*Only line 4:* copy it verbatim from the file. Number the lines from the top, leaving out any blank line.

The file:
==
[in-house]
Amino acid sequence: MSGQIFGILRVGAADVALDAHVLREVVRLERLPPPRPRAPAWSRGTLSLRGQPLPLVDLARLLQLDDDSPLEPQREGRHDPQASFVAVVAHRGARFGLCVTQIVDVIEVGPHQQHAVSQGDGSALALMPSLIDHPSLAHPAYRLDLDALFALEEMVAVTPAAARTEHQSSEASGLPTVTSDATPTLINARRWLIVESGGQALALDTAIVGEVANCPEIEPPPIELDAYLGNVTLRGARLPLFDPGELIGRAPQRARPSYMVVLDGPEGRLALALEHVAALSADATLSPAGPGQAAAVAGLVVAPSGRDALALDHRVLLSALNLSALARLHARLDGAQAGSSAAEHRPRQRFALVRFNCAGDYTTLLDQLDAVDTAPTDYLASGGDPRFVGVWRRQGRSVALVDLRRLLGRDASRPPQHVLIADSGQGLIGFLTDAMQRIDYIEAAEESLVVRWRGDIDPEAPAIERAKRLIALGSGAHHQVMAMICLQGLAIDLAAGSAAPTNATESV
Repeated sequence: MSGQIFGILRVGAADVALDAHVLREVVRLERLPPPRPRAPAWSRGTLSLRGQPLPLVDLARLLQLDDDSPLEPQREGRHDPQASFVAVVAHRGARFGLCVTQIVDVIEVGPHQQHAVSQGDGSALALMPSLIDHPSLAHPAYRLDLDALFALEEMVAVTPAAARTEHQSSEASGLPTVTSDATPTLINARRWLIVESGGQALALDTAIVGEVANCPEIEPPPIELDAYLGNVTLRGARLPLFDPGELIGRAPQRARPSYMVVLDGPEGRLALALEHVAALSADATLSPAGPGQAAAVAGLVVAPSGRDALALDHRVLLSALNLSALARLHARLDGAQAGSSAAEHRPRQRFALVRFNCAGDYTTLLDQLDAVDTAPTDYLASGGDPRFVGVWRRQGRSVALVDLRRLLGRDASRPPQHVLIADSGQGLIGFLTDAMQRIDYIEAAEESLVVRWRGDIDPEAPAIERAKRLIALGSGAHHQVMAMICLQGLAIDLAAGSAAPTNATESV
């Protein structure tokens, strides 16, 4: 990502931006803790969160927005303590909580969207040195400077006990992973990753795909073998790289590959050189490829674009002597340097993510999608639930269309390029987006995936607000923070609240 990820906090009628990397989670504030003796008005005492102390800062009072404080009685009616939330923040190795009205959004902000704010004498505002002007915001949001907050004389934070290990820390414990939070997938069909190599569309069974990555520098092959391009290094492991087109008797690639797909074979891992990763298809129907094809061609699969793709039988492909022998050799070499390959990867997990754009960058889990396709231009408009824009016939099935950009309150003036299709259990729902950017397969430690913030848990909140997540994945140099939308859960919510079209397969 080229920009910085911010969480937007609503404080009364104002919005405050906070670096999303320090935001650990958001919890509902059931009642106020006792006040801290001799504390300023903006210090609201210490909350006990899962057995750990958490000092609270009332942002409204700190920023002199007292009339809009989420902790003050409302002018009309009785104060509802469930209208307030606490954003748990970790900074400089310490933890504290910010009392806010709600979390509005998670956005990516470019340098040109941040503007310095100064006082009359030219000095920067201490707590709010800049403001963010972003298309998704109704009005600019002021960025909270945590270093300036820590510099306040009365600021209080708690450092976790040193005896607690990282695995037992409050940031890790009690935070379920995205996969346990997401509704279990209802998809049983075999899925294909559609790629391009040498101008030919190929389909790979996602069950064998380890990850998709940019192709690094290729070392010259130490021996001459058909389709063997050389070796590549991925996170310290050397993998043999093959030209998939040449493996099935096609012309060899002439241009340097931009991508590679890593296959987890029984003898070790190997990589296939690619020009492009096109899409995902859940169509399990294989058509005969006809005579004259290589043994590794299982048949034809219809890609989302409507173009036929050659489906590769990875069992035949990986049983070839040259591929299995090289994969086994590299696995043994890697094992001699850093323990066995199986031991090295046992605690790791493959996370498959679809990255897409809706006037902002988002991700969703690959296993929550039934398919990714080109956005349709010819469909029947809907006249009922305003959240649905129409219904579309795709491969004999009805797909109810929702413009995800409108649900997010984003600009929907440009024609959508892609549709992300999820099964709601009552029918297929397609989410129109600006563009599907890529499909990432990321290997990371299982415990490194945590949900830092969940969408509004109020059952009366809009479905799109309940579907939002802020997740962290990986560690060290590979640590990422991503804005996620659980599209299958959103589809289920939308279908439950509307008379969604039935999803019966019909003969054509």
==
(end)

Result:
């Protein structure tokens, strides 16, 4: 990502931006803790969160927005303590909580969207040195400077006990992973990753795909073998790289590959050189490829674009002597340097993510999608639930269309390029987006995936607000923070609240 990820906090009628990397989670504030003796008005005492102390800062009072404080009685009616939330923040190795009205959004902000704010004498505002002007915001949001907050004389934070290990820390414990939070997938069909190599569309069974990555520098092959391009290094492991087109008797690639797909074979891992990763298809129907094809061609699969793709039988492909022998050799070499390959990867997990754009960058889990396709231009408009824009016939099935950009309150003036299709259990729902950017397969430690913030848990909140997540994945140099939308859960919510079209397969 080229920009910085911010969480937007609503404080009364104002919005405050906070670096999303320090935001650990958001919890509902059931009642106020006792006040801290001799504390300023903006210090609201210490909350006990899962057995750990958490000092609270009332942002409204700190920023002199007292009339809009989420902790003050409302002018009309009785104060509802469930209208307030606490954003748990970790900074400089310490933890504290910010009392806010709600979390509005998670956005990516470019340098040109941040503007310095100064006082009359030219000095920067201490707590709010800049403001963010972003298309998704109704009005600019002021960025909270945590270093300036820590510099306040009365600021209080708690450092976790040193005896607690990282695995037992409050940031890790009690935070379920995205996969346990997401509704279990209802998809049983075999899925294909559609790629391009040498101008030919190929389909790979996602069950064998380890990850998709940019192709690094290729070392010259130490021996001459058909389709063997050389070796590549991925996170310290050397993998043999093959030209998939040449493996099935096609012309060899002439241009340097931009991508590679890593296959987890029984003898070790190997990589296939690619020009492009096109899409995902859940169509399990294989058509005969006809005579004259290589043994590794299982048949034809219809890609989302409507173009036929050659489906590769990875069992035949990986049983070839040259591929299995090289994969086994590299696995043994890697094992001699850093323990066995199986031991090295046992605690790791493959996370498959679809990255897409809706006037902002988002991700969703690959296993929550039934398919990714080109956005349709010819469909029947809907006249009922305003959240649905129409219904579309795709491969004999009805797909109810929702413009995800409108649900997010984003600009929907440009024609959508892609549709992300999820099964709601009552029918297929397609989410129109600006563009599907890529499909990432990321290997990371299982415990490194945590949900830092969940969408509004109020059952009366809009479905799109309940579907939002802020997740962290990986560690060290590979640590990422991503804005996620659980599209299958959103589809289920939308279908439950509307008379969604039935999803019966019909003969054509």